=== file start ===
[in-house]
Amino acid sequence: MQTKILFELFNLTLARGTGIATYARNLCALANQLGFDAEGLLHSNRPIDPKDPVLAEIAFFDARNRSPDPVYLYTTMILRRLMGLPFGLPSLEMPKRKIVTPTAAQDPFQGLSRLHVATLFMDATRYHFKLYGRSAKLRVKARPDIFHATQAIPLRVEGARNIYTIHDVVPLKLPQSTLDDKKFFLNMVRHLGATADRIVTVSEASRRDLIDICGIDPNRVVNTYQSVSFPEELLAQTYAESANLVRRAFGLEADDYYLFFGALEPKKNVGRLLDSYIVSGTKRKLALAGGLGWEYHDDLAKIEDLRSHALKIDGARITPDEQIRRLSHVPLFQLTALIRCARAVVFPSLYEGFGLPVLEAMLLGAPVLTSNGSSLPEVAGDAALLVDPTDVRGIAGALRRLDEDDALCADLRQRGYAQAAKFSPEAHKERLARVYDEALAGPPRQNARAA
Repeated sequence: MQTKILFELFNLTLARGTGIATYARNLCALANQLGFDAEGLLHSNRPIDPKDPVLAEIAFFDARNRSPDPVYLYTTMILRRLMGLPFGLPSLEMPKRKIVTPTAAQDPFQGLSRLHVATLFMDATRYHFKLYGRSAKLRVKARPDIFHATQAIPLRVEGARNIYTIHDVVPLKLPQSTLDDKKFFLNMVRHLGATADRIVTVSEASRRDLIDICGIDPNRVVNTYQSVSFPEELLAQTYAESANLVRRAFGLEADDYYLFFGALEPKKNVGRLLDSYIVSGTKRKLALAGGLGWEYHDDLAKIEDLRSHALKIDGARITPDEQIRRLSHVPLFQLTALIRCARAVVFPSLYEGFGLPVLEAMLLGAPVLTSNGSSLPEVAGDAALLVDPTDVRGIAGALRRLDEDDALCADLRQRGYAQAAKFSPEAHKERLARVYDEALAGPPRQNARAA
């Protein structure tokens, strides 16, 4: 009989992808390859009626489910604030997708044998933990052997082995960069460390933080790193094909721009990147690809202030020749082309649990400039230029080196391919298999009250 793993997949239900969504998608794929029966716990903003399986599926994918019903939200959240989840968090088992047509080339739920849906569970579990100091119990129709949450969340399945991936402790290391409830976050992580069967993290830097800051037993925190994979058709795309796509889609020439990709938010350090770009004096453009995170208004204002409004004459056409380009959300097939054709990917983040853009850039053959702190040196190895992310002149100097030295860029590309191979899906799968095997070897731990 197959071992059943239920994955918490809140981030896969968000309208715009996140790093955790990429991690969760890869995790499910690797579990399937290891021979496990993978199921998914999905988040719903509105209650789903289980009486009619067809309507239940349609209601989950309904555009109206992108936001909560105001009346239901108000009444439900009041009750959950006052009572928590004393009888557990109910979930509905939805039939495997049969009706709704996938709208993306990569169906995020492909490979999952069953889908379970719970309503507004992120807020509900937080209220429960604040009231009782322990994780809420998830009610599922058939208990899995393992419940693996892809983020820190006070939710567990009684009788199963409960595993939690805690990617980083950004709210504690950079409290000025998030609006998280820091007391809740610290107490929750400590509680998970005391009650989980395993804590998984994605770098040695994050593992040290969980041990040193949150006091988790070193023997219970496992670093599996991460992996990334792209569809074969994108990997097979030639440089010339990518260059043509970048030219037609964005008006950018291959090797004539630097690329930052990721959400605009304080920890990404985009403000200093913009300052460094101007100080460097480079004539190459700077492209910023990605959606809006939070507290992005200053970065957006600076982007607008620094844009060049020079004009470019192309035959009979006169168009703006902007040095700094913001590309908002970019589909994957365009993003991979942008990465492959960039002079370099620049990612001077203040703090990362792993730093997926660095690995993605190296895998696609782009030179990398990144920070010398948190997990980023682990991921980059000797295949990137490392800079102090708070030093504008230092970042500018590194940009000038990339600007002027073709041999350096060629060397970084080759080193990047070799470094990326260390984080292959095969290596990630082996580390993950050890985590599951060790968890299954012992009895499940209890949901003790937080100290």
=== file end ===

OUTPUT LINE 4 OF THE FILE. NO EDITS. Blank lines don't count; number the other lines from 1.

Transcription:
């Protein structure tokens, strides 16, 4: 009989992808390859009626489910604030997708044998933990052997082995960069460390933080790193094909721009990147690809202030020749082309649990400039230029080196391919298999009250 793993997949239900969504998608794929029966716990903003399986599926994918019903939200959240989840968090088992047509080339739920849906569970579990100091119990129709949450969340399945991936402790290391409830976050992580069967993290830097800051037993925190994979058709795309796509889609020439990709938010350090770009004096453009995170208004204002409004004459056409380009959300097939054709990917983040853009850039053959702190040196190895992310002149100097030295860029590309191979899906799968095997070897731990 197959071992059943239920994955918490809140981030896969968000309208715009996140790093955790990429991690969760890869995790499910690797579990399937290891021979496990993978199921998914999905988040719903509105209650789903289980009486009619067809309507239940349609209601989950309904555009109206992108936001909560105001009346239901108000009444439900009041009750959950006052009572928590004393009888557990109910979930509905939805039939495997049969009706709704996938709208993306990569169906995020492909490979999952069953889908379970719970309503507004992120807020509900937080209220429960604040009231009782322990994780809420998830009610599922058939208990899995393992419940693996892809983020820190006070939710567990009684009788199963409960595993939690805690990617980083950004709210504690950079409290000025998030609006998280820091007391809740610290107490929750400590509680998970005391009650989980395993804590998984994605770098040695994050593992040290969980041990040193949150006091988790070193023997219970496992670093599996991460992996990334792209569809074969994108990997097979030639440089010339990518260059043509970048030219037609964005008006950018291959090797004539630097690329930052990721959400605009304080920890990404985009403000200093913009300052460094101007100080460097480079004539190459700077492209910023990605959606809006939070507290992005200053970065957006600076982007607008620094844009060049020079004009470019192309035959009979006169168009703006902007040095700094913001590309908002970019589909994957365009993003991979942008990465492959960039002079370099620049990612001077203040703090990362792993730093997926660095690995993605190296895998696609782009030179990398990144920070010398948190997990980023682990991921980059000797295949990137490392800079102090708070030093504008230092970042500018590194940009000038990339600007002027073709041999350096060629060397970084080759080193990047070799470094990326260390984080292959095969290596990630082996580390993950050890985590599951060790968890299954012992009895499940209890949901003790937080100290």